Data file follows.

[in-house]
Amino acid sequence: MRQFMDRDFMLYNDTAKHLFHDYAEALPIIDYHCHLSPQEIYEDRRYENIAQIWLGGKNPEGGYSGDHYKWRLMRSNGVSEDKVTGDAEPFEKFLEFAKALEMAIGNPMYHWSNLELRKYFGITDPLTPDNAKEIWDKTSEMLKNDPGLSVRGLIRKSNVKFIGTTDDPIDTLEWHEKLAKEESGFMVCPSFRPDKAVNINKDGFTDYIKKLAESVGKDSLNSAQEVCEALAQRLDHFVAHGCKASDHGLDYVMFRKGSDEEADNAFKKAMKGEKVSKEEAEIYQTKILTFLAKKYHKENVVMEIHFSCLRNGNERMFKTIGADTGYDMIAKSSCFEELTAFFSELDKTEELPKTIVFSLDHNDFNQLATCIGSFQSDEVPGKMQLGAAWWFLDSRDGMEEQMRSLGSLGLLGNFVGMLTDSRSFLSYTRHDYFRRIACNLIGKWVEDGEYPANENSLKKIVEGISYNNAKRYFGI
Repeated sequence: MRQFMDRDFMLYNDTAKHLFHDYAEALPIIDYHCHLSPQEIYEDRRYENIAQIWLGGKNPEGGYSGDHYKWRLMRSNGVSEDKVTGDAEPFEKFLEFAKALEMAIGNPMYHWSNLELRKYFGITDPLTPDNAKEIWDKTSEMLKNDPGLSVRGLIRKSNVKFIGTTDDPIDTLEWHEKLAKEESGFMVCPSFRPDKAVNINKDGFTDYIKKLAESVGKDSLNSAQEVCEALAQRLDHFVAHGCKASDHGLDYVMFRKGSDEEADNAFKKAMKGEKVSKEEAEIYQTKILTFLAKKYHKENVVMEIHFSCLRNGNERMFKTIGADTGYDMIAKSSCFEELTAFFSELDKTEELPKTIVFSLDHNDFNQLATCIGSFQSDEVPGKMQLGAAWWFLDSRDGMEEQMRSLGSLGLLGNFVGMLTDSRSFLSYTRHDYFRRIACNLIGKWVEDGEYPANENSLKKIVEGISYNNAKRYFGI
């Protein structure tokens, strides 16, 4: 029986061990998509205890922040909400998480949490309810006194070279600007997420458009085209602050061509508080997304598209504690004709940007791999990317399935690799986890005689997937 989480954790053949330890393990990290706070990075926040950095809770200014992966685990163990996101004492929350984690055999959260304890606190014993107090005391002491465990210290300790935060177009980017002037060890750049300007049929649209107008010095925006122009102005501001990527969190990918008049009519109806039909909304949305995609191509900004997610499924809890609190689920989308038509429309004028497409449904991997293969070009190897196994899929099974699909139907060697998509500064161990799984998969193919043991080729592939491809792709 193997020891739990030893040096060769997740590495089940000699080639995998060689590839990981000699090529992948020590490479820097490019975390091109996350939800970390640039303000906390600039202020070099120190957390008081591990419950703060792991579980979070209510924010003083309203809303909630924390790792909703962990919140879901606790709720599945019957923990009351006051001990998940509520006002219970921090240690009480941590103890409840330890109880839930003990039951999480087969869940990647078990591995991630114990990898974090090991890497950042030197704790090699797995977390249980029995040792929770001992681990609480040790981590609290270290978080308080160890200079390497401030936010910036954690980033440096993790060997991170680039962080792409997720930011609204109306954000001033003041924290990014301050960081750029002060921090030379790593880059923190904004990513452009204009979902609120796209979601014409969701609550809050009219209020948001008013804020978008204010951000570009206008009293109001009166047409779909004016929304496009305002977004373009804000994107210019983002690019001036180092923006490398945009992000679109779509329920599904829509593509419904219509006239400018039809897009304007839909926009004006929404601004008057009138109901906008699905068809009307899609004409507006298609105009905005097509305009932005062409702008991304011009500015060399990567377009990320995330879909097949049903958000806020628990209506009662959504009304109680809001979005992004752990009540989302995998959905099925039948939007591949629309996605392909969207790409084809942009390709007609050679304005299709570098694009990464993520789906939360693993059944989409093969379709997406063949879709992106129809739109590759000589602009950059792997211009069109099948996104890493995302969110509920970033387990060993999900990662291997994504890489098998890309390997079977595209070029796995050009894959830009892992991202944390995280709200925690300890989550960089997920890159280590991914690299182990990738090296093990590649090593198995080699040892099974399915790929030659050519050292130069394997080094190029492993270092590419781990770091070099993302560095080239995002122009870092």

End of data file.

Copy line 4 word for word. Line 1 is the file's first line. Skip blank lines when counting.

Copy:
């Protein structure tokens, strides 16, 4: 029986061990998509205890922040909400998480949490309810006194070279600007997420458009085209602050061509508080997304598209504690004709940007791999990317399935690799986890005689997937 989480954790053949330890393990990290706070990075926040950095809770200014992966685990163990996101004492929350984690055999959260304890606190014993107090005391002491465990210290300790935060177009980017002037060890750049300007049929649209107008010095925006122009102005501001990527969190990918008049009519109806039909909304949305995609191509900004997610499924809890609190689920989308038509429309004028497409449904991997293969070009190897196994899929099974699909139907060697998509500064161990799984998969193919043991080729592939491809792709 193997020891739990030893040096060769997740590495089940000699080639995998060689590839990981000699090529992948020590490479820097490019975390091109996350939800970390640039303000906390600039202020070099120190957390008081591990419950703060792991579980979070209510924010003083309203809303909630924390790792909703962990919140879901606790709720599945019957923990009351006051001990998940509520006002219970921090240690009480941590103890409840330890109880839930003990039951999480087969869940990647078990591995991630114990990898974090090991890497950042030197704790090699797995977390249980029995040792929770001992681990609480040790981590609290270290978080308080160890200079390497401030936010910036954690980033440096993790060997991170680039962080792409997720930011609204109306954000001033003041924290990014301050960081750029002060921090030379790593880059923190904004990513452009204009979902609120796209979601014409969701609550809050009219209020948001008013804020978008204010951000570009206008009293109001009166047409779909004016929304496009305002977004373009804000994107210019983002690019001036180092923006490398945009992000679109779509329920599904829509593509419904219509006239400018039809897009304007839909926009004006929404601004008057009138109901906008699905068809009307899609004409507006298609105009905005097509305009932005062409702008991304011009500015060399990567377009990320995330879909097949049903958000806020628990209506009662959504009304109680809001979005992004752990009540989302995998959905099925039948939007591949629309996605392909969207790409084809942009390709007609050679304005299709570098694009990464993520789906939360693993059944989409093969379709997406063949879709992106129809739109590759000589602009950059792997211009069109099948996104890493995302969110509920970033387990060993999900990662291997994504890489098998890309390997079977595209070029796995050009894959830009892992991202944390995280709200925690300890989550960089997920890159280590991914690299182990990738090296093990590649090593198995080699040892099974399915790929030659050519050292130069394997080094190029492993270092590419781990770091070099993302560095080239995002122009870092």